Blockbuster drug goes bust? The Federal Court finds three AstraZeneca patents relating to Crestor (rosuvastatin) invalid

In an important decision handed down on Tuesday, Justice Jagot of the Federal Court held that three patents relating to the blockbuster drug Crestor (rosuvastatin) were invalid and liable to be revoked. The decision will have important implications for companies considering launching their own generic rosuvastatin products given that total sales of Crestor for 2012 were about $350m.

The patentee, AstraZeneca, which markets Crestor, asserted that various generic companies would infringe three of its patents which relate to rosuvastatin:

  1. A “low dose patent”, which claims a method of treating high cholesterol (hypercholesterolemia) by administering to a patient a low dose of rosuvastatin;
  2. A “HeFH patent”, which claims a method of treating high cholesterol caused by an inheritable genetic mutation by administering rosuvastatin to a patient; and
  3. A “cation patent”, which claims a pharmaceutical composition containing rosuvastatin and an inorganic salt which has particular chemical properties (that is, an inorganic salt in which the cation is multivalent, the inorganic salt is not a hydrotalcite, and the counter anion to the inorganic salt is not a phosphate).

Her Honour held that the claims of all three patents were liable to be revoked on the grounds that they are not novel or inventive. Additionally, in relation to the low dose patent, her Honour found that AstraZeneca was not entitled to the grant of this patent and, in relation to the HeFH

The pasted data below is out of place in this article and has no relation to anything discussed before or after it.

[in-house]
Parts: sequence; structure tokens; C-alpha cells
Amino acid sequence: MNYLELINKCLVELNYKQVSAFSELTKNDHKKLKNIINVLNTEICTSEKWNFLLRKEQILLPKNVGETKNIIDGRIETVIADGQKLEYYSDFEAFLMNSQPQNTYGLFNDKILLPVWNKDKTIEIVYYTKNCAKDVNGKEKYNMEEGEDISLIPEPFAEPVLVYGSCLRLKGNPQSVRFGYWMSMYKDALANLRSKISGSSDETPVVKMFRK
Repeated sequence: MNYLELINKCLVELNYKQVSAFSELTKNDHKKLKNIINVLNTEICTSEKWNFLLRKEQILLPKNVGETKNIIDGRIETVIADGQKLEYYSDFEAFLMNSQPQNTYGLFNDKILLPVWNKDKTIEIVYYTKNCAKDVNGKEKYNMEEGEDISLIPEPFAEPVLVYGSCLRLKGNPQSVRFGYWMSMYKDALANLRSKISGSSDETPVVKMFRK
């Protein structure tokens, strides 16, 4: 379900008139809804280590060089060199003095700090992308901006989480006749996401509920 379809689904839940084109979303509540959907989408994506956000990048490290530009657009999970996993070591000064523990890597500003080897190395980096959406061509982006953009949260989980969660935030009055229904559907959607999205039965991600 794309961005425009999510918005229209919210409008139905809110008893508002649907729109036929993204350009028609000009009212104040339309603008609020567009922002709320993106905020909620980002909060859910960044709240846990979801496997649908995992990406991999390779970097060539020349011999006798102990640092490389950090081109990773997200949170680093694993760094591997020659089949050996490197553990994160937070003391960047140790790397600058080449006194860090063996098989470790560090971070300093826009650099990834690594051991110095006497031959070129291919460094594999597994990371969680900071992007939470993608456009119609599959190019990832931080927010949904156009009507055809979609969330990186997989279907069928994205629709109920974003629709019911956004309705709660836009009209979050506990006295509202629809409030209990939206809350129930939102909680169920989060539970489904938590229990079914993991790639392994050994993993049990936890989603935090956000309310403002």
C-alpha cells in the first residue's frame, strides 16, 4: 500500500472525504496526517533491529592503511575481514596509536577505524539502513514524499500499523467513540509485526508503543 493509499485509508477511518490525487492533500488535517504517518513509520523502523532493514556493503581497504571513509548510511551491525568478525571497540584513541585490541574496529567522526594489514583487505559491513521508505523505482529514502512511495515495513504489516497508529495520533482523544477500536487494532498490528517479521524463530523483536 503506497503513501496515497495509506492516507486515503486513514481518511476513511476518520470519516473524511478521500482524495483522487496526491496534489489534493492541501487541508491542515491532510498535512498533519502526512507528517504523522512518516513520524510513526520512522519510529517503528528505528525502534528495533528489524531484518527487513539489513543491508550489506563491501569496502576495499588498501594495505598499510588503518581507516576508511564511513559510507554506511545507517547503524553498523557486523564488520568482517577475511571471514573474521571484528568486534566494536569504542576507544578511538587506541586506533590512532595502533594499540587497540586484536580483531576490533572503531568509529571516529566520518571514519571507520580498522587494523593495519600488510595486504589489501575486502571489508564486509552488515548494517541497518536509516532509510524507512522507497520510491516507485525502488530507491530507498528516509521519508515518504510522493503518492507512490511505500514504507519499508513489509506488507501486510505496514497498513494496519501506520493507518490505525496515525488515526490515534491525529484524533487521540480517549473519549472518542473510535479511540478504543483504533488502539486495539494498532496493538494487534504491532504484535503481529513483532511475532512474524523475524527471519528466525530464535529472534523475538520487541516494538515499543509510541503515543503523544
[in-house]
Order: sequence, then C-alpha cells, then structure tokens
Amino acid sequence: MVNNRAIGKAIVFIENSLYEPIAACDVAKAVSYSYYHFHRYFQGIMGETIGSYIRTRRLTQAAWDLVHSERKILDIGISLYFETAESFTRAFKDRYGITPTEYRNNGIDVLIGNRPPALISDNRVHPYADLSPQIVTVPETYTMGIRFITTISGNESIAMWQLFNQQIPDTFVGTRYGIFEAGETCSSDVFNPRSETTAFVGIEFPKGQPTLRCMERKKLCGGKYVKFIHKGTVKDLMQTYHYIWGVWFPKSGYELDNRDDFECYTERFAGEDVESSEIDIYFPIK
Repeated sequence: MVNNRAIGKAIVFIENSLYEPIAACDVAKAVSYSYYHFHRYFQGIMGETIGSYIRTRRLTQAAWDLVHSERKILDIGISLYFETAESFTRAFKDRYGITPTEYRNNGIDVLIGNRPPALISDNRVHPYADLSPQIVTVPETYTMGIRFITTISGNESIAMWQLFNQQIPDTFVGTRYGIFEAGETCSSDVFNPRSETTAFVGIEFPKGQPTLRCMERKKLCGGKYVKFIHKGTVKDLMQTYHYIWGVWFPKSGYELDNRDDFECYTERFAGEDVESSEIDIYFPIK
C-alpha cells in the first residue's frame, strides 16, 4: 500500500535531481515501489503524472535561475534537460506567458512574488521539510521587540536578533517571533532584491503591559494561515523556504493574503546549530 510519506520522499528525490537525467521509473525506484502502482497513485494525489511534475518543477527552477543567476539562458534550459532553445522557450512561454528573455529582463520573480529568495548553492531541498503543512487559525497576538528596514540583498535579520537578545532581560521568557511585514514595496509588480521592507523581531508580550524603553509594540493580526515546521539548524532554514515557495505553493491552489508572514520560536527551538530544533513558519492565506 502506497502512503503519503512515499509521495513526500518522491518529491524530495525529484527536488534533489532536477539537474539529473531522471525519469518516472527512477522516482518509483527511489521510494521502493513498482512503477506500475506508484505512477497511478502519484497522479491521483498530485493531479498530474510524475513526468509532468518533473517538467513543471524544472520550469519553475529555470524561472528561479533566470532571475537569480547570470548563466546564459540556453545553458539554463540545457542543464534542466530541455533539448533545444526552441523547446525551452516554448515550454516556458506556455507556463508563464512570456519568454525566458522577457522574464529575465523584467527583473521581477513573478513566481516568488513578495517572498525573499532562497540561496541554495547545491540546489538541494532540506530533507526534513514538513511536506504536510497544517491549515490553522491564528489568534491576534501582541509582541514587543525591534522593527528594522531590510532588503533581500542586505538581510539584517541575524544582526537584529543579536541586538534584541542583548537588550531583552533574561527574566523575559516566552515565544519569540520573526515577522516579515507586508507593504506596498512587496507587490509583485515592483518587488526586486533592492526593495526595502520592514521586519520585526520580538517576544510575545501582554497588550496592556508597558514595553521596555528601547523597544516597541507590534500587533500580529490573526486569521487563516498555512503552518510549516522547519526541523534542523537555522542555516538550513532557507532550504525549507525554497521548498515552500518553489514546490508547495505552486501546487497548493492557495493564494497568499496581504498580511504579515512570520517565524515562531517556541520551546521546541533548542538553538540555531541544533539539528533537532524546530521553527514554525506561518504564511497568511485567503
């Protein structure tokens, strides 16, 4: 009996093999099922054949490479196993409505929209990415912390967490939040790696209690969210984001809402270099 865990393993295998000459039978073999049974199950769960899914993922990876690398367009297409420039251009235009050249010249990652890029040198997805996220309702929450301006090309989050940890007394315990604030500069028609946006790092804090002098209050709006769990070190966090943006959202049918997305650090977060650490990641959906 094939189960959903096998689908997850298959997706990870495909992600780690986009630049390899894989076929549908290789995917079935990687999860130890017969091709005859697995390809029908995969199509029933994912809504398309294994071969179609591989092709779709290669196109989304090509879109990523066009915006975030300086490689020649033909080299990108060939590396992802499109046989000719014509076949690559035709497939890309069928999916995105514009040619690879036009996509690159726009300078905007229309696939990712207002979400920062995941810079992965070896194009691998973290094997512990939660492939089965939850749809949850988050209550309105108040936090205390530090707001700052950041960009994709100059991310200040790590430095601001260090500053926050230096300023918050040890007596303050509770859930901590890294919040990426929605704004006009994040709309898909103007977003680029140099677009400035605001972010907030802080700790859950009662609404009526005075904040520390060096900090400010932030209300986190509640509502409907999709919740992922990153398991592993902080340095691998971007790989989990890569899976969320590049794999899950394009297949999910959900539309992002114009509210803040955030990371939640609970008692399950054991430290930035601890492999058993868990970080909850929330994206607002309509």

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patent, this patent did not disclose a ‘manner of manufacture’.

Justice Jagot’s comments on the role of expert evidence in patent cases and her findings that the “starting point” for assessing whether a patent is inventive (that is, discloses an inventive step) are interesting from the point of view of patent practice.

Keep an eye out for our detailed analysis of these issues in the coming days.

Given the size of the market for Crestor and the attempts by challengers to enter the market in late 2011-early 2012 this dispute is, we suspect, far from over!

KWM acted for two of the successful challengers in this matter.

About the Author

James Ellsmore
James is a senior associate with King & Wood Mallesons' Intellectual Property team in Sydney. James assists clients to resolve intellectual property disputes, with a particular focus on patents, pharmaceuticals and the life sciences. He has acted for a variety of clients in matters concerning patent infringement and revocation proceedings in the Federal Court of Australia, patent opposition proceedings before the Commissioner of Patents, and matters arising from patent licence and technology agreements. James also has experience in the preparation of commercial, R&D and IP agreements for leading universities, research organisations and pharmaceutical companies. He also advises clients on regulatory issues affecting clients in the industrials, consumer and health sectors.
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